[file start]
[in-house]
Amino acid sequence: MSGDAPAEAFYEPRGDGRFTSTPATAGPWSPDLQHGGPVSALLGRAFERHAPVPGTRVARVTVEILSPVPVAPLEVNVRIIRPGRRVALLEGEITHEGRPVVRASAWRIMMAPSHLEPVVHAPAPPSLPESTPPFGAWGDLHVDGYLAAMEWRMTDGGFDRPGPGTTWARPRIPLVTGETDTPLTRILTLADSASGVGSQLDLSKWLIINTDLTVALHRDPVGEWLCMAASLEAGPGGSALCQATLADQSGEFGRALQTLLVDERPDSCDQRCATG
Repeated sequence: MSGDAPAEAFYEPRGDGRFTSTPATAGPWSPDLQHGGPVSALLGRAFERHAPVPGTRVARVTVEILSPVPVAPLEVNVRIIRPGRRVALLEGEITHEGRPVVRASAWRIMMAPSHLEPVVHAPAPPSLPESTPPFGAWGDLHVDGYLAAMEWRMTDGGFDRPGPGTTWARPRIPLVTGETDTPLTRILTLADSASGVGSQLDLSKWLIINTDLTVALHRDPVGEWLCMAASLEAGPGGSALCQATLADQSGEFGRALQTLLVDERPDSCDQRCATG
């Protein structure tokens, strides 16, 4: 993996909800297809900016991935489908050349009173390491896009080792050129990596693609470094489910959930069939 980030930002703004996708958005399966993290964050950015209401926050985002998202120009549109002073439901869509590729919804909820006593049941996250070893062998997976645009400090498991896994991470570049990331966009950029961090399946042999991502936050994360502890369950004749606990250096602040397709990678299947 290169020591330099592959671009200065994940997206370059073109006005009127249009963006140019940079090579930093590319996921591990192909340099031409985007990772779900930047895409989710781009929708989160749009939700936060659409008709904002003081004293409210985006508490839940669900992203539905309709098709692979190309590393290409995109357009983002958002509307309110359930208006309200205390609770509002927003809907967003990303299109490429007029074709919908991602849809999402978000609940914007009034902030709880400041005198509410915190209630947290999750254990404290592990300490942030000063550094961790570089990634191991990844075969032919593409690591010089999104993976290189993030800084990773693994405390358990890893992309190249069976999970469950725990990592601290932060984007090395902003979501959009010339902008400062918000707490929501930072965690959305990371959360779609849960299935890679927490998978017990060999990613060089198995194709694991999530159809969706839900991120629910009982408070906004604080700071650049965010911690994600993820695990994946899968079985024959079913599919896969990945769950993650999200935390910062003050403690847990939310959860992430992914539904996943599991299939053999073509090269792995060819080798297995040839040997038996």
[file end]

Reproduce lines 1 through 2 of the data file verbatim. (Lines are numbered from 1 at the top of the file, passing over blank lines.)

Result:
[in-house]
Amino acid sequence: MSGDAPAEAFYEPRGDGRFTSTPATAGPWSPDLQHGGPVSALLGRAFERHAPVPGTRVARVTVEILSPVPVAPLEVNVRIIRPGRRVALLEGEITHEGRPVVRASAWRIMMAPSHLEPVVHAPAPPSLPESTPPFGAWGDLHVDGYLAAMEWRMTDGGFDRPGPGTTWARPRIPLVTGETDTPLTRILTLADSASGVGSQLDLSKWLIINTDLTVALHRDPVGEWLCMAASLEAGPGGSALCQATLADQSGEFGRALQTLLVDERPDSCDQRCATG